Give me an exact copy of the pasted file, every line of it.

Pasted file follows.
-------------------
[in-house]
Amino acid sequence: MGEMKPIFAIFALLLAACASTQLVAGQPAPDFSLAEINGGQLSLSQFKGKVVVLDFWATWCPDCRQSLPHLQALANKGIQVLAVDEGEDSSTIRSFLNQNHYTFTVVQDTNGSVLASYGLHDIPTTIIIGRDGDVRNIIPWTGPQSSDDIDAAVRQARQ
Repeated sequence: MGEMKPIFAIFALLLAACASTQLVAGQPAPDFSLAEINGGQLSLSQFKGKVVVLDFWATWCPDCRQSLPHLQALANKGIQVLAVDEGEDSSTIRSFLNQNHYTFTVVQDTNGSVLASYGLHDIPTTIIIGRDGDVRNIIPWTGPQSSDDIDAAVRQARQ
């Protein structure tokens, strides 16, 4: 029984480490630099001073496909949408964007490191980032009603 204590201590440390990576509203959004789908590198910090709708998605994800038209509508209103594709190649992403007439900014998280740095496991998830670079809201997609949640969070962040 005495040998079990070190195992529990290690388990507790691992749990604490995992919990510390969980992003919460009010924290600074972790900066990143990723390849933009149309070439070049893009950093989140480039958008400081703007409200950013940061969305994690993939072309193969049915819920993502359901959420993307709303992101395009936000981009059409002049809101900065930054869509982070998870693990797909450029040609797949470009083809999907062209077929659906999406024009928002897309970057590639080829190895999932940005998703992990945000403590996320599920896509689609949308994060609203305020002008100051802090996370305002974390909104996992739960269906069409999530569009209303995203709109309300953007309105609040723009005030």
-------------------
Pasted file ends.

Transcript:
[in-house]
Amino acid sequence: MGEMKPIFAIFALLLAACASTQLVAGQPAPDFSLAEINGGQLSLSQFKGKVVVLDFWATWCPDCRQSLPHLQALANKGIQVLAVDEGEDSSTIRSFLNQNHYTFTVVQDTNGSVLASYGLHDIPTTIIIGRDGDVRNIIPWTGPQSSDDIDAAVRQARQ
Repeated sequence: MGEMKPIFAIFALLLAACASTQLVAGQPAPDFSLAEINGGQLSLSQFKGKVVVLDFWATWCPDCRQSLPHLQALANKGIQVLAVDEGEDSSTIRSFLNQNHYTFTVVQDTNGSVLASYGLHDIPTTIIIGRDGDVRNIIPWTGPQSSDDIDAAVRQARQ
């Protein structure tokens, strides 16, 4: 029984480490630099001073496909949408964007490191980032009603 204590201590440390990576509203959004789908590198910090709708998605994800038209509508209103594709190649992403007439900014998280740095496991998830670079809201997609949640969070962040 005495040998079990070190195992529990290690388990507790691992749990604490995992919990510390969980992003919460009010924290600074972790900066990143990723390849933009149309070439070049893009950093989140480039958008400081703007409200950013940061969305994690993939072309193969049915819920993502359901959420993307709303992101395009936000981009059409002049809101900065930054869509982070998870693990797909450029040609797949470009083809999907062209077929659906999406024009928002897309970057590639080829190895999932940005998703992990945000403590996320599920896509689609949308994060609203305020002008100051802090996370305002974390909104996992739960269906069409999530569009209303995203709109309300953007309105609040723009005030």